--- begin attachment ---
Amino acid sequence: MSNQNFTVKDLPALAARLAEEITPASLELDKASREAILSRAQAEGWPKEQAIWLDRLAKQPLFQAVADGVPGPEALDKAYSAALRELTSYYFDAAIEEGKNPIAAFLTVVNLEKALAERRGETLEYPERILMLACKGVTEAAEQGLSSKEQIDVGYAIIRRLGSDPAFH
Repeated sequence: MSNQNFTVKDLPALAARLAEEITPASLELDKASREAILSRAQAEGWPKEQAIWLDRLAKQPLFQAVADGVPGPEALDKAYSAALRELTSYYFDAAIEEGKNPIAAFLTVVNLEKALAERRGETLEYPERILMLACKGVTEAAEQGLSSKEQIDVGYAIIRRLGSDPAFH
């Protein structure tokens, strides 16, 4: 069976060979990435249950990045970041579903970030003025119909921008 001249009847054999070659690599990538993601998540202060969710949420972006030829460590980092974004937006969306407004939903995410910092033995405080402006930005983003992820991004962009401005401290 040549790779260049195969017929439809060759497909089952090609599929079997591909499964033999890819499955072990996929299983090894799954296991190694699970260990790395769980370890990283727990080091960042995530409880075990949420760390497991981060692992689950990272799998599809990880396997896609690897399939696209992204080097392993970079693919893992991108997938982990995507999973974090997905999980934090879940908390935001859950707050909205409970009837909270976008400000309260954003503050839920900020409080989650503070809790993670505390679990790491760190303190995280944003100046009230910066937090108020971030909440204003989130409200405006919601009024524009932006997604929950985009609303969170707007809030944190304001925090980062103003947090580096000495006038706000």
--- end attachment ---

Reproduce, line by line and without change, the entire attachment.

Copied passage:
Amino acid sequence: MSNQNFTVKDLPALAARLAEEITPASLELDKASREAILSRAQAEGWPKEQAIWLDRLAKQPLFQAVADGVPGPEALDKAYSAALRELTSYYFDAAIEEGKNPIAAFLTVVNLEKALAERRGETLEYPERILMLACKGVTEAAEQGLSSKEQIDVGYAIIRRLGSDPAFH
Repeated sequence: MSNQNFTVKDLPALAARLAEEITPASLELDKASREAILSRAQAEGWPKEQAIWLDRLAKQPLFQAVADGVPGPEALDKAYSAALRELTSYYFDAAIEEGKNPIAAFLTVVNLEKALAERRGETLEYPERILMLACKGVTEAAEQGLSSKEQIDVGYAIIRRLGSDPAFH
């Protein structure tokens, strides 16, 4: 069976060979990435249950990045970041579903970030003025119909921008 001249009847054999070659690599990538993601998540202060969710949420972006030829460590980092974004937006969306407004939903995410910092033995405080402006930005983003992820991004962009401005401290 040549790779260049195969017929439809060759497909089952090609599929079997591909499964033999890819499955072990996929299983090894799954296991190694699970260990790395769980370890990283727990080091960042995530409880075990949420760390497991981060692992689950990272799998599809990880396997896609690897399939696209992204080097392993970079693919893992991108997938982990995507999973974090997905999980934090879940908390935001859950707050909205409970009837909270976008400000309260954003503050839920900020409080989650503070809790993670505390679990790491760190303190995280944003100046009230910066937090108020971030909440204003989130409200405006919601009024524009932006997604929950985009609303969170707007809030944190304001925090980062103003947090580096000495006038706000």